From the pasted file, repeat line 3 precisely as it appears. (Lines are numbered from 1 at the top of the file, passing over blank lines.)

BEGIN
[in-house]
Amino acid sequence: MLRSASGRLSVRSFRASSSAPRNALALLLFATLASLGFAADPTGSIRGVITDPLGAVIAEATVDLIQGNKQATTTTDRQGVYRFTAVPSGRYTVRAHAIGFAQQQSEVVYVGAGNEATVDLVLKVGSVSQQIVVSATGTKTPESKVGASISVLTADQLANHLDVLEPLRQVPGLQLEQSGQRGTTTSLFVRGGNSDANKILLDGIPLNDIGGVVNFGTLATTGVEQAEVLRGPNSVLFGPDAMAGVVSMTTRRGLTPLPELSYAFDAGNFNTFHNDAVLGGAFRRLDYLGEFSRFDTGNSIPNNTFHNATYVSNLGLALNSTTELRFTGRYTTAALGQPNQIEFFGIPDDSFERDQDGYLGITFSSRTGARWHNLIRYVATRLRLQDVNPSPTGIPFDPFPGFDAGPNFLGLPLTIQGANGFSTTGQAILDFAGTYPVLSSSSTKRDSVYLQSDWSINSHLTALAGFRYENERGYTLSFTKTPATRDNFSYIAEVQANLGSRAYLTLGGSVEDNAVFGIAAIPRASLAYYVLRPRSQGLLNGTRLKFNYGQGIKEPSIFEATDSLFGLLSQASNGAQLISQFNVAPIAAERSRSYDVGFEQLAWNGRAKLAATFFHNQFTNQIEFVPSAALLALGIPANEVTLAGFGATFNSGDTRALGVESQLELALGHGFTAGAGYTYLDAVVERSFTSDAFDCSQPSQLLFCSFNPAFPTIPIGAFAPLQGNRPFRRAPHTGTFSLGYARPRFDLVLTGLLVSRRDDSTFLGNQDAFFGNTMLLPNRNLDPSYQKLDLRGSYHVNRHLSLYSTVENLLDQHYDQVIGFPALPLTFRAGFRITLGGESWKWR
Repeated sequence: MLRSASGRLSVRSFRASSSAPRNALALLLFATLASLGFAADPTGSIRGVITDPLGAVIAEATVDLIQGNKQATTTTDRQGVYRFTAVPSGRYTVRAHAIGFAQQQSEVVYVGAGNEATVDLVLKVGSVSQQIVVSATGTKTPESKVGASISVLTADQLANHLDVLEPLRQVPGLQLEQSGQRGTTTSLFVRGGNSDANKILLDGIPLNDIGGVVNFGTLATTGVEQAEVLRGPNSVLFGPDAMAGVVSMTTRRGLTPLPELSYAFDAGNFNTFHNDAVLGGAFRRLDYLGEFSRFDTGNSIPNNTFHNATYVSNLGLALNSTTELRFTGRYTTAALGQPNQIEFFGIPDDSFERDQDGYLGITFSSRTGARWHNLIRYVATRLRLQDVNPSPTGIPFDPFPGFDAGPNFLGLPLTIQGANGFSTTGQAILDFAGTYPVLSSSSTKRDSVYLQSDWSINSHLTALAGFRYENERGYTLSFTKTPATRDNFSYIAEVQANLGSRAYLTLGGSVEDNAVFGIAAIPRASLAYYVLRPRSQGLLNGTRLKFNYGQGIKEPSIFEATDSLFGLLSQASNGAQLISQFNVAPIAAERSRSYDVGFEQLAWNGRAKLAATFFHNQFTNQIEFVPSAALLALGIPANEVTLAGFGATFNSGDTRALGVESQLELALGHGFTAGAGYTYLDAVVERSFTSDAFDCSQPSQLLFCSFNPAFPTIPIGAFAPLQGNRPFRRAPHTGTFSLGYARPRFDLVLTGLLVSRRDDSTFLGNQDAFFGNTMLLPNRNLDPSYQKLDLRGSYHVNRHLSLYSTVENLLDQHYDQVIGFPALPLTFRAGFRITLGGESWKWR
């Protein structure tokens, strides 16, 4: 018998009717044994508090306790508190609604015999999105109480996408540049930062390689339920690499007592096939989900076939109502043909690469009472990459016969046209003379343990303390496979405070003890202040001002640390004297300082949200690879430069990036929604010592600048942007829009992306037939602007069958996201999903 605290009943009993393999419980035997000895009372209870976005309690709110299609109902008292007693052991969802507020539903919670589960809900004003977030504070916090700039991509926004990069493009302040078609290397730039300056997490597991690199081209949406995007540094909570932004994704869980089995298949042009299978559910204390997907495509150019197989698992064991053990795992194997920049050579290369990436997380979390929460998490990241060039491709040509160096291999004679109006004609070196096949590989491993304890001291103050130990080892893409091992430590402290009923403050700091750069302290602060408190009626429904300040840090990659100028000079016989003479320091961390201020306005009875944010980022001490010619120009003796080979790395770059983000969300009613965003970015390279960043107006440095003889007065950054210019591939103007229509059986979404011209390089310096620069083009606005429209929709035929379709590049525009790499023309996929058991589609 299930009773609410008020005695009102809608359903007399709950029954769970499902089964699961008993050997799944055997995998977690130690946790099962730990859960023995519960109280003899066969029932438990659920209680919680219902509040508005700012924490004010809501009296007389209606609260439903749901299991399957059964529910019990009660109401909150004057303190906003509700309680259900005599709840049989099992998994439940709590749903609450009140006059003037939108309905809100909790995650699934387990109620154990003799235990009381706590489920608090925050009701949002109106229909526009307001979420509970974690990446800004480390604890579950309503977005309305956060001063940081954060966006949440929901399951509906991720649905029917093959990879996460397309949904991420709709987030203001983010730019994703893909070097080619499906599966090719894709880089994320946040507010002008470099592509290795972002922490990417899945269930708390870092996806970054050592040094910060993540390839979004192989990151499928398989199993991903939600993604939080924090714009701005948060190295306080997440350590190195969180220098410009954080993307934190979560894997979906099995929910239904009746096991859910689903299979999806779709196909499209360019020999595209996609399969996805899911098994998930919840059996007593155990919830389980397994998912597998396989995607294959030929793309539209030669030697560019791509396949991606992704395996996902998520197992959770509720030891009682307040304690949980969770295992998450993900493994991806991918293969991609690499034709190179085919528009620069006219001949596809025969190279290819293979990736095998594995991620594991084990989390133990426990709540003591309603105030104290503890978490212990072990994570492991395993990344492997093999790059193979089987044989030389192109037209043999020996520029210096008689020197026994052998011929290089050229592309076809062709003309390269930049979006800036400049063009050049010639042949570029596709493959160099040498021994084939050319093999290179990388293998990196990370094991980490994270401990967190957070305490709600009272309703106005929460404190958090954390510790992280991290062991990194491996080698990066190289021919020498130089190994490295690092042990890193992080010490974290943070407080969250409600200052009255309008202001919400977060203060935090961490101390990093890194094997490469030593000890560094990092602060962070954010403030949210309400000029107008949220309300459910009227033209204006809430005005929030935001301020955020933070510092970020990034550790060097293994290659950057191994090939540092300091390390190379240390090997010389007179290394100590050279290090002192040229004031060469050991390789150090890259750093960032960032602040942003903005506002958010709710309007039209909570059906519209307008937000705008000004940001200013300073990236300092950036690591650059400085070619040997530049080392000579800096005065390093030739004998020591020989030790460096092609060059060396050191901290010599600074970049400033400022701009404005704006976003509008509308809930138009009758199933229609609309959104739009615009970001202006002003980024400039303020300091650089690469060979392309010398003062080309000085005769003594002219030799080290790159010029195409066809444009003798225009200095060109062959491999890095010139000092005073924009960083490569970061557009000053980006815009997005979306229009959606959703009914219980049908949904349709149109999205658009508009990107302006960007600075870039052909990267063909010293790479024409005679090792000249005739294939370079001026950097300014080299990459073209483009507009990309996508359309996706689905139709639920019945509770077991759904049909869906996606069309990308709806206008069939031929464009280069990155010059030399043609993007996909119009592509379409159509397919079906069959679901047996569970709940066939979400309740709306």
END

Repeated sequence: MLRSASGRLSVRSFRASSSAPRNALALLLFATLASLGFAADPTGSIRGVITDPLGAVIAEATVDLIQGNKQATTTTDRQGVYRFTAVPSGRYTVRAHAIGFAQQQSEVVYVGAGNEATVDLVLKVGSVSQQIVVSATGTKTPESKVGASISVLTADQLANHLDVLEPLRQVPGLQLEQSGQRGTTTSLFVRGGNSDANKILLDGIPLNDIGGVVNFGTLATTGVEQAEVLRGPNSVLFGPDAMAGVVSMTTRRGLTPLPELSYAFDAGNFNTFHNDAVLGGAFRRLDYLGEFSRFDTGNSIPNNTFHNATYVSNLGLALNSTTELRFTGRYTTAALGQPNQIEFFGIPDDSFERDQDGYLGITFSSRTGARWHNLIRYVATRLRLQDVNPSPTGIPFDPFPGFDAGPNFLGLPLTIQGANGFSTTGQAILDFAGTYPVLSSSSTKRDSVYLQSDWSINSHLTALAGFRYENERGYTLSFTKTPATRDNFSYIAEVQANLGSRAYLTLGGSVEDNAVFGIAAIPRASLAYYVLRPRSQGLLNGTRLKFNYGQGIKEPSIFEATDSLFGLLSQASNGAQLISQFNVAPIAAERSRSYDVGFEQLAWNGRAKLAATFFHNQFTNQIEFVPSAALLALGIPANEVTLAGFGATFNSGDTRALGVESQLELALGHGFTAGAGYTYLDAVVERSFTSDAFDCSQPSQLLFCSFNPAFPTIPIGAFAPLQGNRPFRRAPHTGTFSLGYARPRFDLVLTGLLVSRRDDSTFLGNQDAFFGNTMLLPNRNLDPSYQKLDLRGSYHVNRHLSLYSTVENLLDQHYDQVIGFPALPLTFRAGFRITLGGESWKWR